monday, 19 september of 2016

Federal Appeals Court to Hear Two Cases Challenging D.C. Gun Law

The federal appeals court in the nation’s capital, regarded by many as second only to the U.S. Supreme Court in stature, is slated to examine the Second Amendment’s reach outside the home.

The U.S. Court of Appeals for the D.C. Circuit is scheduled to hear arguments in two cases on Tuesday that present questions at the bleeding edge of Second Amendment law: Is there a constitutional right to carry a handgun outside the home? And if so, how much can the government limit that right?

The court is weighing a Washington, D.C., law that requires anyone seeking a license to carry a concealed gun to show “good reason to fear injury.”

Living in a high-crime neighborhood isn’t reason enough, according to rules put out by D.C.’s chief of police. Applicants have to show “a special need for self-protection distinguishable from the general community,” under the 2014 law.

Four federal regional appeals courts have upheld similar requirements in California, Maryland, New Jersey and New York. But they offered varying views of the Second Amendment’s strength in public.

The Supreme Court has yet to review a concealed-carry case since its landmark 2008 ruling in District of Columbia v. Heller that recognized an individual’s right to possess a gun for self-defense. But the justices could be tempted to act if the D.C. Circuit were to strike down the District’s law, creating a split, legal experts say.

The D.C. cases are steered by two factions of the gun-rights movement. Alan Gura, best-known for taking the Heller case to the U.S. Supreme Court, represents the Second Amendment Foundation, a gun-rights group whose members sued the D.C. government in February 2015 to challenge its requirement that applicants for concealed-carry licenses show “good reason.”

Charles Cooper, the National Rifle Association’s go-to lawyer, is representing the Pink Pistols, an organization that advocates for concealed firearms for the self-defense of the LGBTQ community. The group filed a similar challenge in December 2015.

Members of both the Pink Pistols and the Second Amendment Foundation applied for licenses to carry concealed guns and were denied for failing to show good reason to fear injury.

Mr. Cooper called the demand “categorically irreconcilable with the Second Amendment” in an August brief filed in the D.C. Circuit.

D.C. Attorney General Karl A. Racine has defended the law as “reasonable and necessary to ensure public safety in a dense urban area.”

The lawsuits met separate fates. U.S. District Judge Colleen Kollar-Kotelly ruled against the Second Amendment Foundation in March, prompting Mr. Gura’s appeal to the D.C. Circuit.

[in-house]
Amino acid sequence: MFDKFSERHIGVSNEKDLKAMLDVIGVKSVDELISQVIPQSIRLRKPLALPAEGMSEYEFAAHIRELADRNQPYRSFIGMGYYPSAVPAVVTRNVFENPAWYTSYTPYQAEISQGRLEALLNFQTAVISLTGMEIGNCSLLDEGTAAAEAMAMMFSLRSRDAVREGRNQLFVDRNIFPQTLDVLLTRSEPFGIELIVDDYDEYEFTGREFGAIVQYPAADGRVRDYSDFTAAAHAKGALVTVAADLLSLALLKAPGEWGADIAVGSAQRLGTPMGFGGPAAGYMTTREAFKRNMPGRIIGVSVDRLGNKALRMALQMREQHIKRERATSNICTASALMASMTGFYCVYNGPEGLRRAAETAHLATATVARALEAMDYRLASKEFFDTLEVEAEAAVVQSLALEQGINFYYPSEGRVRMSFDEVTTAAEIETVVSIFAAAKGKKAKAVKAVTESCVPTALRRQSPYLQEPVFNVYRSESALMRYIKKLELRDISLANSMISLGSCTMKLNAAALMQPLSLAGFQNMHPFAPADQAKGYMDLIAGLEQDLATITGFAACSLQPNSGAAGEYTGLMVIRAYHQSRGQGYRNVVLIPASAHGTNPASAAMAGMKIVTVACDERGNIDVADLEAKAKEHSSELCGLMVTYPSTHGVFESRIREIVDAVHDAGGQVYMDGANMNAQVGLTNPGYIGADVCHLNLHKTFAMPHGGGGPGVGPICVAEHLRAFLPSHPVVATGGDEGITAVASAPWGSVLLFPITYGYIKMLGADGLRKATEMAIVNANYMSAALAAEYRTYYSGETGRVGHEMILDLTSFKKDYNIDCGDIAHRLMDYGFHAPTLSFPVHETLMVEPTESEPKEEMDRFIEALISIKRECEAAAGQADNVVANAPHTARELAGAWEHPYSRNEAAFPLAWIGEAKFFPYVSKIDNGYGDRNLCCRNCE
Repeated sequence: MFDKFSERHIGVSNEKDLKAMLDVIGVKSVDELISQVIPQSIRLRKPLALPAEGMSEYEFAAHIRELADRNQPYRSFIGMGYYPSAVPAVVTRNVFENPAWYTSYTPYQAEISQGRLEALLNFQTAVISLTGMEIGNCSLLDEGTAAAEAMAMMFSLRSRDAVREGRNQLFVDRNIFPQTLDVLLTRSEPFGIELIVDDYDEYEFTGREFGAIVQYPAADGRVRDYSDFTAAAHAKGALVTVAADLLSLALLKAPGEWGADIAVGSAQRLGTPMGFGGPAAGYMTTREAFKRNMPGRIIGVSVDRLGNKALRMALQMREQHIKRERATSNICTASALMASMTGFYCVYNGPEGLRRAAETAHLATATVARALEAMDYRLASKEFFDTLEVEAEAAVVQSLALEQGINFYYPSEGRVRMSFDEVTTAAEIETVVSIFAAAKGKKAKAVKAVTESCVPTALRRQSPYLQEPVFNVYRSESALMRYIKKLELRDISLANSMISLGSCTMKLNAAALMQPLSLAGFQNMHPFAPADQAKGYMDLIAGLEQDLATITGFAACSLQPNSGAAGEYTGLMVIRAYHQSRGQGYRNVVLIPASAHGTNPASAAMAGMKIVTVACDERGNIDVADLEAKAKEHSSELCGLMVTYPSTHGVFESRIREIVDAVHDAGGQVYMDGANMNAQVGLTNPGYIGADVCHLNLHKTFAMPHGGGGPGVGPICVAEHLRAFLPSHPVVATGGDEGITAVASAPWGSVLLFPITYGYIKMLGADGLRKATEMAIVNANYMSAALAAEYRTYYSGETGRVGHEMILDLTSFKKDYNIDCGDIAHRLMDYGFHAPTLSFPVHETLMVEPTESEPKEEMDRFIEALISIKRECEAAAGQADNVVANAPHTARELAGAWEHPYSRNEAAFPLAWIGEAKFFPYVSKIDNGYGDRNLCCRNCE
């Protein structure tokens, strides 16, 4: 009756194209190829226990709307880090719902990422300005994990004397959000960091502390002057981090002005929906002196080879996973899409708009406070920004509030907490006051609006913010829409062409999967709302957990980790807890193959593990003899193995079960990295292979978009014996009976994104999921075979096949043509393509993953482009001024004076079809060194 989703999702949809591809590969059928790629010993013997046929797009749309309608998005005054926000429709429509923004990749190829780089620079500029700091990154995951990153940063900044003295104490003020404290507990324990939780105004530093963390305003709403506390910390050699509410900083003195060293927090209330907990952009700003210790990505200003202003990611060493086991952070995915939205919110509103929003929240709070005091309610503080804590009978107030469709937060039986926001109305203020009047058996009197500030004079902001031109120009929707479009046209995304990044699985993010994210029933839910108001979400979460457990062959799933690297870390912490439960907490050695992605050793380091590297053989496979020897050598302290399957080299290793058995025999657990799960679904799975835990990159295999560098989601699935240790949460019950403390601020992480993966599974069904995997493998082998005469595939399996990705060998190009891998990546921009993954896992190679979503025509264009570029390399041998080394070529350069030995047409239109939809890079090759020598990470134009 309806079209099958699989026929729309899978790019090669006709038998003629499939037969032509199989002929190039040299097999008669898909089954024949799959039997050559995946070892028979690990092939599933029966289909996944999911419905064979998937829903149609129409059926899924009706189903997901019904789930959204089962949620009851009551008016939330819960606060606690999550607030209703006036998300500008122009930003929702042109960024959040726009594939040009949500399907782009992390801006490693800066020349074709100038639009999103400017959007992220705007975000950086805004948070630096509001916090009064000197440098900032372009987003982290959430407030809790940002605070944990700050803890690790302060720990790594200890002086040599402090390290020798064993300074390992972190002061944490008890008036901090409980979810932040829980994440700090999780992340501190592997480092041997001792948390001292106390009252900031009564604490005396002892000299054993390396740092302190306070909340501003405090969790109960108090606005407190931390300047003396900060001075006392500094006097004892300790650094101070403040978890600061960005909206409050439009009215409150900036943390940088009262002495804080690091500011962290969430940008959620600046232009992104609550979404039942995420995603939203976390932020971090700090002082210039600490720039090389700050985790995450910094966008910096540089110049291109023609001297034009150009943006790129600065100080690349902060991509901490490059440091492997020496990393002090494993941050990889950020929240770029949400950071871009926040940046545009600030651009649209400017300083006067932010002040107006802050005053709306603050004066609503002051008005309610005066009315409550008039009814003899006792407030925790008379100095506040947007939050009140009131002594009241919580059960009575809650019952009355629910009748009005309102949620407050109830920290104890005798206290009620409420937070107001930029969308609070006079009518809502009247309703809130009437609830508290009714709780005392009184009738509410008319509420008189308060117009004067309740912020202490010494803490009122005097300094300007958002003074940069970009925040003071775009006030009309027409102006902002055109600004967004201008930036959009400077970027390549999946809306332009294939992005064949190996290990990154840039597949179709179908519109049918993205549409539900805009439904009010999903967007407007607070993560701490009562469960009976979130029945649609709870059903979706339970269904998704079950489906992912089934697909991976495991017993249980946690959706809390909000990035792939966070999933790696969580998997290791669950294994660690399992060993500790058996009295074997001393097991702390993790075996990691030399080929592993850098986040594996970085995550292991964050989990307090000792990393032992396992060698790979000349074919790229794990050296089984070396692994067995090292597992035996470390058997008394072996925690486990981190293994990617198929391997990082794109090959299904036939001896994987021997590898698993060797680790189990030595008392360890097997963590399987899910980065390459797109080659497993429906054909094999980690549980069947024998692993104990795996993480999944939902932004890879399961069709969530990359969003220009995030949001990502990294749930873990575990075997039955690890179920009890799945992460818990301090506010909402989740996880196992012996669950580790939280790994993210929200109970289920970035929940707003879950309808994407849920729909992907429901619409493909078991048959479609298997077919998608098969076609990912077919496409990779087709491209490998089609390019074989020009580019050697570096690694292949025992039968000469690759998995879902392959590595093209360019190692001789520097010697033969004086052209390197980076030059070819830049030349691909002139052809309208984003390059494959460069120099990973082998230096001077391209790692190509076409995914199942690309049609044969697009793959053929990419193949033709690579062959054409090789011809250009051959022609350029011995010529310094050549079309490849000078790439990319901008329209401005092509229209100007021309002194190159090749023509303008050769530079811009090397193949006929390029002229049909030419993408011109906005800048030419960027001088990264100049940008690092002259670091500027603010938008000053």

In a separate court, U.S. District Judge Richard Leon ruled in favor of Pink Pistols, suspending the concealed-carry law in a May order and forcing the D.C. government to appeal.

Supporters and opponents of the law have spun dueling historical narratives to show that the Second Amendment, at the time of its drafting, contemplated their respective views of its reach outside the home.

According to the D.C. government, around the time of the Second Amendment’s ratification, more than half the original states and D.C. banned open and concealed carrying of firearms in fairs, markets and other populated places.

The laws were patterned after the Statute of Northampton, an English law enacted in 1328 that said “no man” could “go nor ride armed by night nor by day, in Fairs, Markets, nor in the presence of the Justices or other Ministers, nor in no part elsewhere.”

In the 1800s, many states and territories adopted precursors to “good reason” laws, limiting public carrying to those with “reasonable cause to fear an assault.”

“For almost two centuries, the public has recognized the need for—and accepted as constitutional—laws restricting carrying in the public concourse without a particularized self-defense reason,” Holly Johnson, an assistant attorney general, wrote in a July legal brief.

The gun-rights groups have accused the D.C. government of revisionist history.

The ancient English statute permitted law-abiding citizens to carry common arms, barring only “dangerous and unusual” weapons wielded to terrify the public, according to Mr. Cooper’s August brief. The American laws influenced by the Statute of Northampton enumerated the same limits, he said.

The laws that followed in the 1800s, described by the D.C. government as precursors to the modern concealed-carry restrictions, operated “precisely in the opposite manner,” Mr. Gura wrote in a June brief. Gun owners could go armed even if others presented proof they were dangerous. They needed only pay a surety.

“Luminaries including George Washington, Thomas Jefferson, Patrick Henry and John Adams all publicly carried or at least advocated the public carrying of firearms,” Mr. Gura wrote.

(Published by The Wall Street Journal - September 17, 2016)

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